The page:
Entrepreneurship is not just a young person’s game

22 Feb 2017

Image: Ruslan Guzov/Shutterstock

Prof Brian MacCraith outlines why Ireland’s ageing population is a business opportunity not to be missed.

When he founded IBM, Charles Flint was 61 years of age, an age many consider close to retirement.

While there is a perception that entrepreneurship is a young person’s game, the reality is rather different.

Senior entrepreneurs are playing an increasingly important role in Ireland’s business world. According to the Global Entrepreneurship Monitor published in 2014, 4.6pc of people aged between 55 and 64 are early-stage entrepreneurs, a figure that has risen by more than 50pc in the past 20 years.

This isn’t a new phenomenon. Founders of two of the world’s biggest multinationals, McDonald’s and Coca-Cola, were over 50 years of age when they established their businesses. In Ireland, successful older entrepreneur Peter Cullen founded Aran Candy in 1997 at the age of 50, and sold a majority stake to a Swedish confectionery firm in a deal valued at €15.5m in 2014.

‘Worldwide data shows that people are at their most entrepreneurial between 50 and 64’

Ageing society

In 2011, Ireland had the highest proportion of young people (21.3pc) in the EU and the lowest proportion of older people (11.7pc). This will change significantly over the next 25 years, however, when the number of people aged over 65 years will be between 1.3m and 1.4m compared with 460,000 in 2006.

The increase in life expectancy, together with the reduction in the relative size of the working population, means that demographic ageing has become one of the key issues facing policymakers.

Delivering real benefits

Worldwide data shows that people are at their most entrepreneurial between 50 and 64. They are better educated and in better health than previous generations. They want to live independently, continue to contribute to their communities and enjoy their later lives.

Another interesting dimension is that people at a certain stage in life tend to get more focused on life with purpose and on what they can give back, so social entrepreneurship can become an attractive option.

‘Mature entrepreneurs are almost twice as likely to launch high-growth start-ups as 20-24 year olds’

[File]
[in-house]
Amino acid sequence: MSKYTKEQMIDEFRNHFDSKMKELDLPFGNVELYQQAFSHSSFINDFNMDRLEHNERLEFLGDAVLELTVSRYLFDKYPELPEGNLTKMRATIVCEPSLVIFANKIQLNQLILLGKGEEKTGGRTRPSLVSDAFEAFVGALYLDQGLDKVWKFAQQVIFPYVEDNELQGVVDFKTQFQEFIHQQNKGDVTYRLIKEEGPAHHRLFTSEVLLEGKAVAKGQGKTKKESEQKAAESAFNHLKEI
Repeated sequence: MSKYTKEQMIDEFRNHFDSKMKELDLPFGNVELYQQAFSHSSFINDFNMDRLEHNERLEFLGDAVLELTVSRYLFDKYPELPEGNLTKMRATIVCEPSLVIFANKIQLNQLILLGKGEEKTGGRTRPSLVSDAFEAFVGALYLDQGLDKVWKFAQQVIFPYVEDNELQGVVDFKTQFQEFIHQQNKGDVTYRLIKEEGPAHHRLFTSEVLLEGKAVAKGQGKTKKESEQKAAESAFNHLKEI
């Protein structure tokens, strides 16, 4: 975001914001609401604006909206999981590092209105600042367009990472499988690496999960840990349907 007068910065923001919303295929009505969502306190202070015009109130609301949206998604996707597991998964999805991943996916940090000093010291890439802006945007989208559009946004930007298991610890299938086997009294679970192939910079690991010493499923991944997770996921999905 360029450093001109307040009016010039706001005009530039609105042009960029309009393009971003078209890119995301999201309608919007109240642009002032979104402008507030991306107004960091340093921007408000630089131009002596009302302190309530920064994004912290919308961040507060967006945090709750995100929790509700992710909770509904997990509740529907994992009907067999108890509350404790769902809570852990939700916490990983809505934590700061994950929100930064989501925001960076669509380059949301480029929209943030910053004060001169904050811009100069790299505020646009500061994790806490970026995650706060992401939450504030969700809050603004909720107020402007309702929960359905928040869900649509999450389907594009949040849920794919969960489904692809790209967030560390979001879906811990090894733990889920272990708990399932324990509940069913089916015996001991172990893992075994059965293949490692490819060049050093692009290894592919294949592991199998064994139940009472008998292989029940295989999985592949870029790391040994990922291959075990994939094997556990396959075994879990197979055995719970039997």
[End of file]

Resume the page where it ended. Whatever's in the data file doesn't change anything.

Mature entrepreneurs are almost twice as likely to launch high-growth start-ups as 20-24 year olds. Compared to their younger counterparts, mature entrepreneurs can offer many potential benefits for individuals and the wider economy. They have in-depth industry knowledge that can help to identify gaps in the market and establish a new venture successfully. They have more established professional networks, which can greatly assist in establishing viable business relations during start-up and growth.

Additionally, many senior entrepreneurs have more time. Some are eager to return to the business world following retirement or an exit from a previous venture. Others simply have more time once their family has been reared.

Mature entrepreneurs also tend to be in financially stronger positions and, therefore, have greater access to capital. This can be because they no longer have dependents in the household, or that they have paid off their mortgage and/or have accumulated savings throughout their working career.

Ireland’s opportunity

Ireland has been focused on implementing a number of policies to ensure an efficient engagement of their economy with the older generation. One strategy to reach these goals is the Ireland Smart Ageing Exchange (ISAX), an independent network set up to fast-track the R&D and commercialisation of solutions for the global smart ageing economy.

Ageing is a business opportunity for Ireland. Collaboration to create a positive awareness of entrepreneurship as a late career option is necessary. In that vein, ISAX and the DCU Ryan Academy for Entrepreneurs have designed a programme for mature entrepreneurs who are hoping to take their skills, experience and ambition to the next level.

Ingenuity is designed to refresh business management knowledge, and identify market growth opportunities and investment readiness. It will discuss concepts and strategies on sustaining growth in a changing economy through modules that will draw on themes of innovation, scaling up and sustainable growth. Participants will also have an opportunity to pitch to an audience of potential investors.

By Prof Brian MacCraith

Prof Brian MacCraith is the president of Dublin City University and a board member of ISAX.

The ISAX Ingenuity start-up accelerator, sponsored by Bank of Ireland, runs from 24 March to 26 May. The programme will be delivered by the DCU Ryan Academy and is open to entrepreneurs aged 50-plus who are less than 5 years in business and have fewer than 10 employees. It has been designed to specifically address the challenges facing business owners as they plan to scale their business. Apply here before 10 March 2017.